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Business // Thinking Smart
David S. Chang

When Should You Take Social Security?

This past month I covered the important details of Social Security. You also can join our free webinar today (July 30) on maximizing Social Security benefits and to Learn the 4-Step System to Wealth and Financial Independence. Visit artofthinkingsmart.com/sswebinar to claim your spot!

Since Social Security is a major source of income for most retirees, deciding when to take the benefits is an extremely important one. Should you take it as soon as you are eligible at 62, or wait until 66, or even 70, when you will receive the maximum benefit? The answer is not as simple as you think and is based on your individual situation. Improper timing can end up costing $100,000 to $150,000 over a lifetime. If you delay taking Social Security, your monthly benefits will increase by 8 percent per year until age 70.

Here are some interesting statistics on Social Security:

* 41 percent of men and 46 percent of women take the benefits as soon as they are eligible at 62.

* Half of Americans 65 and older rely on the benefits for at least 50 percent of their income, and 23 percent rely on it for at least 90 percent of their family income.

* Minorities are less likely to receive benefits, but when they do they are more likely to be dependent on them.

* The average Social Security payment is $15,528 a year.

When to take the benefits depends on your personal situation. It is not a one-size-fits-all decision. From a financial perspective, it all depends on your break-even age.

Here is how the benefits work: If you were born from 1943 to 1954, your full retirement age (FRA) is 66 and you will get a 25 percent reduction in benefits if you take it at 62, and 30 percent off for your spouse. If you were born after 1960, the FRA is 67 and will get a 30 percent cut from the FRA benefits if you take it at 62.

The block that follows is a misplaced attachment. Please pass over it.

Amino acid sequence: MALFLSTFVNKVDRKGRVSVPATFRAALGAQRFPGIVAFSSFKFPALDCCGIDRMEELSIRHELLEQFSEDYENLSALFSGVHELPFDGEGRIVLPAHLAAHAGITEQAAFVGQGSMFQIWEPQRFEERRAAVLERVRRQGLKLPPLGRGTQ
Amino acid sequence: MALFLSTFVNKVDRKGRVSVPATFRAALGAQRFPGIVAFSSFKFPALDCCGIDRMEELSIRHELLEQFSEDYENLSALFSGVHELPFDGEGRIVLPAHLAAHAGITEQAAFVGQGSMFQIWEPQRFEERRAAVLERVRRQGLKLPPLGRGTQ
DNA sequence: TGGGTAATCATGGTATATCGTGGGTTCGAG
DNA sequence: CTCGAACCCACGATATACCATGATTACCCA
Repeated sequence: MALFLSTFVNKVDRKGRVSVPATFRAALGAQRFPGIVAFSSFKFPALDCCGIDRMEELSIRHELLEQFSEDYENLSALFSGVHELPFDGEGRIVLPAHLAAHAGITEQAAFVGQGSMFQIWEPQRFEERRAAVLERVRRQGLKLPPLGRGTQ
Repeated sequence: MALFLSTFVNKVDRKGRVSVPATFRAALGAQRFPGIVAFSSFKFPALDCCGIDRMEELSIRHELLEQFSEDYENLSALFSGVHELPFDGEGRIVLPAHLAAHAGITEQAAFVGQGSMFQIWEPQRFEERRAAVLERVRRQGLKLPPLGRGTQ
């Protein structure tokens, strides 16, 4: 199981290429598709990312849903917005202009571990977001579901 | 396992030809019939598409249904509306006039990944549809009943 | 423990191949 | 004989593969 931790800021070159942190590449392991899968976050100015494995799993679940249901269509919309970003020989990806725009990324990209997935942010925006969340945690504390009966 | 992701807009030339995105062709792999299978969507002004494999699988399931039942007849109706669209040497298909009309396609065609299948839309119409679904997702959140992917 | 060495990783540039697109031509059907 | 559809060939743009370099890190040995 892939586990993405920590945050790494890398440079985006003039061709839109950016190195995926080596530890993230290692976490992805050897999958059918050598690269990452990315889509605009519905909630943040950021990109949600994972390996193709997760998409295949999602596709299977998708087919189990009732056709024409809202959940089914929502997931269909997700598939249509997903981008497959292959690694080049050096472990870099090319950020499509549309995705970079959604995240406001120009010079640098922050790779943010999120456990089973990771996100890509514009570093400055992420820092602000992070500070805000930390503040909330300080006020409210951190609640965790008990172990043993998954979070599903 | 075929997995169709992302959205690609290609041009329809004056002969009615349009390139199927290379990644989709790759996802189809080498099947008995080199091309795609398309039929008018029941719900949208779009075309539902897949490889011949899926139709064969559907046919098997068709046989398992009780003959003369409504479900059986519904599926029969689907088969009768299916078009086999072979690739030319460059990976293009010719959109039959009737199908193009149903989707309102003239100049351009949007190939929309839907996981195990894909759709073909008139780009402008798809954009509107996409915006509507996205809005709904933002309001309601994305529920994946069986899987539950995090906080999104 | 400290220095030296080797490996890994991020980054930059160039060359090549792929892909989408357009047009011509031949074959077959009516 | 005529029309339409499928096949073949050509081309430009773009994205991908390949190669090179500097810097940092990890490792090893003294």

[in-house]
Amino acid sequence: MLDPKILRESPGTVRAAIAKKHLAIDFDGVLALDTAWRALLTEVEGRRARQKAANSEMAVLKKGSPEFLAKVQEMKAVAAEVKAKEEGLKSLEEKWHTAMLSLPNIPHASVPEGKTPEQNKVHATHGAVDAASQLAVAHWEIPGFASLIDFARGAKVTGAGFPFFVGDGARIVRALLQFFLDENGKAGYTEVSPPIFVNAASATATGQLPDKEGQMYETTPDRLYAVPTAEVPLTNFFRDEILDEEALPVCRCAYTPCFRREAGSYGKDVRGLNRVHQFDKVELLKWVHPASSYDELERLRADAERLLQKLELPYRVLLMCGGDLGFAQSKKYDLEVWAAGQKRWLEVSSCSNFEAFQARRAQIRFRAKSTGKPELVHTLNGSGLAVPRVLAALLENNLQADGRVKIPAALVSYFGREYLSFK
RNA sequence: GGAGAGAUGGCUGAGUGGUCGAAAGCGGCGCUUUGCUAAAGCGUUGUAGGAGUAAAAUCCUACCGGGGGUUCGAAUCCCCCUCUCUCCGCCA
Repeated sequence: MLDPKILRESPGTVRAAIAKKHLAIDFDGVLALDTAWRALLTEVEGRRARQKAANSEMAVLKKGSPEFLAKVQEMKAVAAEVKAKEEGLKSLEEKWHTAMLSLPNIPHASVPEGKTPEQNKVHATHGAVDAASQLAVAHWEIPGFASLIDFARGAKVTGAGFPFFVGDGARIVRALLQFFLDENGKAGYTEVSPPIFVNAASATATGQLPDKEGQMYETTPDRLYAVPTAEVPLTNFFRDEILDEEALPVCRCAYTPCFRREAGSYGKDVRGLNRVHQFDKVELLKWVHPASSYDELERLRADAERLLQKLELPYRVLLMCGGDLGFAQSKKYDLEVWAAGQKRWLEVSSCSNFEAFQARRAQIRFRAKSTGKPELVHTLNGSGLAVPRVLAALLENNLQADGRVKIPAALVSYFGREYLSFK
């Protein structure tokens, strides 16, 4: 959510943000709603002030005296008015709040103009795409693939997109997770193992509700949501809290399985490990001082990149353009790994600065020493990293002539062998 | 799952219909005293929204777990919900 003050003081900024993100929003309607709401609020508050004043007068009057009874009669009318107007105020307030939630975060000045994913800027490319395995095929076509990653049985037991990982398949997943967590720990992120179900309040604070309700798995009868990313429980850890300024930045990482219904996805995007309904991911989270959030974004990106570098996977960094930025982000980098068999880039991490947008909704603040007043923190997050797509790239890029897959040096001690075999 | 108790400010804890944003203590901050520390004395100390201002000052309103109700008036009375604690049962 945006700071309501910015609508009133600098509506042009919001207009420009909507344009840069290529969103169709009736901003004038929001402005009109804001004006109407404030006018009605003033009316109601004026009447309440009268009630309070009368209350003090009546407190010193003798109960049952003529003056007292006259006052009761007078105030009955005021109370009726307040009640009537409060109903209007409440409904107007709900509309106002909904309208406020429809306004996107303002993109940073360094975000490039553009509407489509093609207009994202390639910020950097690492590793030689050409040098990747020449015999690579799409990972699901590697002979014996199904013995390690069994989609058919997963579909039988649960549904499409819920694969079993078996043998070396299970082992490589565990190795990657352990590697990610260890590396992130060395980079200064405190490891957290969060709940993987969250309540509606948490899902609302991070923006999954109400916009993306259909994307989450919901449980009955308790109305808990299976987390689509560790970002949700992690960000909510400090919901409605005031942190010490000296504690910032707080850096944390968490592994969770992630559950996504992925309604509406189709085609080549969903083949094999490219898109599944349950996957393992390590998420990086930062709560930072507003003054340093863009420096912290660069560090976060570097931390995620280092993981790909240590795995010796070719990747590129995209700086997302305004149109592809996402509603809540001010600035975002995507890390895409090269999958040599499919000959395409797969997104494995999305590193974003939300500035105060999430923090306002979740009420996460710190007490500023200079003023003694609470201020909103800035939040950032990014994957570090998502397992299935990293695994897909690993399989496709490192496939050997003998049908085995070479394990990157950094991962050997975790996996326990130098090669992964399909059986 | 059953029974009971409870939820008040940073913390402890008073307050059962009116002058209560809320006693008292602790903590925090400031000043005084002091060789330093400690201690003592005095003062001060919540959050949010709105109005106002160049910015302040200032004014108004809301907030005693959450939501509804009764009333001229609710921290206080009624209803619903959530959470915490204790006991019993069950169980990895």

At what point is your break-even age to either wait or take the benefits? Females, married couples, retirees who generally invest in conservative investment portfolios during retirement, and retirees with longer life expectancies generally are more likely to benefit from delaying benefits. Studies show that if you live to be 65, your life expectancy is likely to be longer, with women living to 86 and men to 84. Twenty-five percent of this group will live past 90. If you believe you will be in this group, it may pay off to wait.

Retirees who have shorter life expectancies, invest more aggressively and believe they can get a higher return than the 8 percent Social Security will give them are generally more likely to benefit from taking it earlier. Also, many retirees can’t afford to wait and need the income as soon as they can get it. But you will end up locking the low benefit amount for life.

One benefit to Social Security is the cost-of-living adjustments that few other pension programs can provide. If you need the money, it may make sense to draw down from your retirement accounts to continue building your benefits.

There are some advanced strategies that you can use, such as taking the spousal benefits and then switching to your own at age 70. For more information on some of these strategies, visit artofthinkingsmart.com/sswebinar.

david@artofthinkingsmart.com

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